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 Fork seal replacement Part 1 and 2

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KurtPerthWA
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PostSubject: Fork seal replacement Part 1 and 2   Thu Jan 20, 2011 7:17 am

The front fairing removal,fender removal, and wheel removal is adequately covered elsewhere in pictorial sequences.

Place Swing on center stand and support frame under the engine at the crossbeam (I use a trolley jack) to raise the front wheel.
Next I remove the fender followed by the front wheel. Then the brake caliper. Support the caliper with ties to the frame.

Next remove the front fairing. It is possible to loosen the 4 bolts holding the fork tubes in without removing the fairing, but why risk slipping with the spanners and scratch the fairing. I needed to remove all the tupperware to do some additional work anyway, so the whole operation tends to make it all easier.






In the picture above, you can see the 4 pinch bolts that hold the fork tubes. The upper ones must be completely removed to take the forks out.



In the picture above, you can see the grooves which the upper pinch bolts slot into.





This just shows another view of the bolts.



This just shows another view of the grooves.

this ends part 1


Part2,

Straight forward disassembly of fork leg.

Remove top plug carefully, I SAID CAREFULLY!!

Remove spacer if it hasn't already removed itself along with a finger, and the washer/spring upper seat.

Clean down everything, don't buy aftermarket parts from a dealer 3000km away and then before reassembly, get new seals (again local aftermarket seals, but the correct ones to sample)
I dont know how Honda can charge the exhorbitant prices for their parts $Aus36.00 per set per side.

Back to business

Remove lower Allen bolt(I loosened this earlier while the forks were still clamped to bike.. believe me its easier). When you eventually get it out!!!!hurumph hurrumph!!! you can gently tap the guide out with the inner fork leg. All the innards are then accessable.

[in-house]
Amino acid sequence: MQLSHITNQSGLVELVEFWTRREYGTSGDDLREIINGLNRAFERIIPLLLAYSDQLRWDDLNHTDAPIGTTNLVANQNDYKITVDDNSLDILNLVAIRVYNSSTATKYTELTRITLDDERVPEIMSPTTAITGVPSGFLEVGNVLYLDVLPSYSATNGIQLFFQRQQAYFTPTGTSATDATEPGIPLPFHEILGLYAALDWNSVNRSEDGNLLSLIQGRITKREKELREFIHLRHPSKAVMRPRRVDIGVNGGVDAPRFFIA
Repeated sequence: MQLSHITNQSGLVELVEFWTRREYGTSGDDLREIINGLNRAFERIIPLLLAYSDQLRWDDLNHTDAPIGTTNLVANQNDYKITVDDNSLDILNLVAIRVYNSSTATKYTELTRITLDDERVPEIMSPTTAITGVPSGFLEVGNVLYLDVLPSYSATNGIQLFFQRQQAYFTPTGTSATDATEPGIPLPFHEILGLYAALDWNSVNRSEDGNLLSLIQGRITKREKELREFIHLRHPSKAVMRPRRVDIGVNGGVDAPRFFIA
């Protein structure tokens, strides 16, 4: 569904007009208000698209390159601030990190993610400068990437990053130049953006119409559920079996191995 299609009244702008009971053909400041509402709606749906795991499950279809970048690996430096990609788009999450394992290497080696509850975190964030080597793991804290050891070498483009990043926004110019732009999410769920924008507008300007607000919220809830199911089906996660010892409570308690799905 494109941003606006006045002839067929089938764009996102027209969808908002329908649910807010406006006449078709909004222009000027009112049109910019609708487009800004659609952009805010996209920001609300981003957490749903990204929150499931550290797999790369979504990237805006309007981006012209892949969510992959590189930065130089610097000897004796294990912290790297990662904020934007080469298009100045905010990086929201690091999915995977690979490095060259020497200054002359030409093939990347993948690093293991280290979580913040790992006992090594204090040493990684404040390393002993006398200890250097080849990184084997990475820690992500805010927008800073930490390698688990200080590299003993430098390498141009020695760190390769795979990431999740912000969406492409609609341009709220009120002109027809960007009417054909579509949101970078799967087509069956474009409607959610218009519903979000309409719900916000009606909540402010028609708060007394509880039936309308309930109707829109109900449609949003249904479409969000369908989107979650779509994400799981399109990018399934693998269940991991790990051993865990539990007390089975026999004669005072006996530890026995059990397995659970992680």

Rebuilding is similiar to dissassembly, but not the same.
Place the nylon oil tube guide into the outer leg following with the inner leg. insert the allen bolt with a bit of thread lock and wind it in by hand until it just nips up. Torgue it!
This is when it gets interesting.



Tap the guide in gently, and make sure it sits all the way in.

Next comes the large washer and seal. Mane sure seal is correct way up. Note small lip on upper surface of seal. At this point I removed the tensioning spring from the top of the seal and used my home made seal installing tool (sounds good, but its only a couple of pieces of agi pipe trimmed off in a mini lathe) I gently tapped down the seal AFTER smearing it liberally with fork oil.



here is another pic of the tool.



The little seal spring is now reinstalled,



I removed this spring so the lip fit up into the tool. I used a small screwdriver to feed it back ito its groove. This was followed by the spring seal clip and now its ready to add the oil.. 305 ml + - 2.5ml I used Silkolene SAE15 for no other reason than it was available. No correspondence on oils will be entered into...OK?

AHHH now for the innards.
Put in the seat/washer then the spacer then the cap/ If it lets go before you can start the thread, the washer ends up behind the bag of grass seed next to the parts washer in the opposite direction to where you saw it fly. PS duck too as the spacer, and cap, and anything else dislodged from the garage cieling showers down on you.